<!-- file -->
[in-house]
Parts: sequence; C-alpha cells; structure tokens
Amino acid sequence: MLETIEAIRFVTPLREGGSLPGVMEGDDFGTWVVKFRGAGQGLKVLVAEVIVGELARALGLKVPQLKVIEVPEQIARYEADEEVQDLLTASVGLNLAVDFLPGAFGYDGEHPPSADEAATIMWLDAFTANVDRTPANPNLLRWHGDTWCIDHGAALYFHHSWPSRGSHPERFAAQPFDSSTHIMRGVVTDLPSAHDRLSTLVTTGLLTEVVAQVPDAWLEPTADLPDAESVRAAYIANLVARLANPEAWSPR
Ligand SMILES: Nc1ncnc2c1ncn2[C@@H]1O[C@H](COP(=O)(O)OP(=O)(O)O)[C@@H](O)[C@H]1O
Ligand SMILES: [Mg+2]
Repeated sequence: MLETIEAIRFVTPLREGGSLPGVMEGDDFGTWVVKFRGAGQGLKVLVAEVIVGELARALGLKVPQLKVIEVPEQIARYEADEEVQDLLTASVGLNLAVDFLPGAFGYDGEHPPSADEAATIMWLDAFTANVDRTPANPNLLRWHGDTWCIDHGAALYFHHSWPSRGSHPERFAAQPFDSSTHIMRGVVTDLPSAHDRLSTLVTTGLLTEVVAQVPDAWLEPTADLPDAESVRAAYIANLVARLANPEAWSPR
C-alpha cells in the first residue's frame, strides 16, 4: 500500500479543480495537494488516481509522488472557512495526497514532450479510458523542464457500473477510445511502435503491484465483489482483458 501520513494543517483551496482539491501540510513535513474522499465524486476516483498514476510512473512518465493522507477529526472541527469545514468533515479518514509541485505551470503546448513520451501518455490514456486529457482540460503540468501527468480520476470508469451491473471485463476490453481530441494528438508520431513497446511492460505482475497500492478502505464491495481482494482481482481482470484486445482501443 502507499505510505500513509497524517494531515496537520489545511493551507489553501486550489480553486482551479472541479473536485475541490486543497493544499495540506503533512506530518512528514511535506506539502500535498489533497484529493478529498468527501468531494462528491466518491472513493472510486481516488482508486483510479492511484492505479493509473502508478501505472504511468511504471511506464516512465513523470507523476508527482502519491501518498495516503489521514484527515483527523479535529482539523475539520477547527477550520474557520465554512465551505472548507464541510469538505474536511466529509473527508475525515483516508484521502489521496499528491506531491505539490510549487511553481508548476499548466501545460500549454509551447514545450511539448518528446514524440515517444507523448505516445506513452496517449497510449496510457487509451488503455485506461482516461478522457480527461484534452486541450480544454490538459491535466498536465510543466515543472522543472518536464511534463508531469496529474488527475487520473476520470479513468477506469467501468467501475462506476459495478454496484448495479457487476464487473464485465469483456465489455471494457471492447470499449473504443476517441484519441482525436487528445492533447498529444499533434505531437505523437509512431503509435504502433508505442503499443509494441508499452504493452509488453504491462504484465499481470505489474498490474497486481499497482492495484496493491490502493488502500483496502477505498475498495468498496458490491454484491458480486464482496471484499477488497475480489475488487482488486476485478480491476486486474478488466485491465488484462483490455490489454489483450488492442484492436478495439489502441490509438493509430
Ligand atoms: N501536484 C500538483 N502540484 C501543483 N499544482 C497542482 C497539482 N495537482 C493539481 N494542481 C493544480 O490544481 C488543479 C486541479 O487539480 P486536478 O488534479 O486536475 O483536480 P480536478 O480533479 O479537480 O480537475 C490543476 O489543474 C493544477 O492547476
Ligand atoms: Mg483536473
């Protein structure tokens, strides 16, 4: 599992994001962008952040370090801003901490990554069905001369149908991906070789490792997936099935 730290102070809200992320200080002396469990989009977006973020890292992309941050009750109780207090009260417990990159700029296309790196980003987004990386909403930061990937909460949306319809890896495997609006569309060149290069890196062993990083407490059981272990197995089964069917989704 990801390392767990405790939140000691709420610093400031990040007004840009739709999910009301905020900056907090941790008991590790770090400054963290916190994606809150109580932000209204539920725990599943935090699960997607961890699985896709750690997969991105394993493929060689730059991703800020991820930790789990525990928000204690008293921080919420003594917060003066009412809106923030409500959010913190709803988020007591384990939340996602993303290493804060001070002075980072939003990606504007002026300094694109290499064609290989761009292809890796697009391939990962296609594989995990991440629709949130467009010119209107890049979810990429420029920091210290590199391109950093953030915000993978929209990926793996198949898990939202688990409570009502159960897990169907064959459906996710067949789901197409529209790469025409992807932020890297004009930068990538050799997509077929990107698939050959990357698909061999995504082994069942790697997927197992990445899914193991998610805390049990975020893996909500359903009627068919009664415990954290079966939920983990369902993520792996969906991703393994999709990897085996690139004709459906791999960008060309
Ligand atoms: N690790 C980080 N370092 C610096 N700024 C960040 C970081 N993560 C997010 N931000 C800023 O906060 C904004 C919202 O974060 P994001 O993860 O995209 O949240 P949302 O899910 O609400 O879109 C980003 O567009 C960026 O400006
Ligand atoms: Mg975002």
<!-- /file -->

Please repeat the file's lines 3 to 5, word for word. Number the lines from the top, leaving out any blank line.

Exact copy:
Amino acid sequence: MLETIEAIRFVTPLREGGSLPGVMEGDDFGTWVVKFRGAGQGLKVLVAEVIVGELARALGLKVPQLKVIEVPEQIARYEADEEVQDLLTASVGLNLAVDFLPGAFGYDGEHPPSADEAATIMWLDAFTANVDRTPANPNLLRWHGDTWCIDHGAALYFHHSWPSRGSHPERFAAQPFDSSTHIMRGVVTDLPSAHDRLSTLVTTGLLTEVVAQVPDAWLEPTADLPDAESVRAAYIANLVARLANPEAWSPR
Ligand SMILES: Nc1ncnc2c1ncn2[C@@H]1O[C@H](COP(=O)(O)OP(=O)(O)O)[C@@H](O)[C@H]1O
Ligand SMILES: [Mg+2]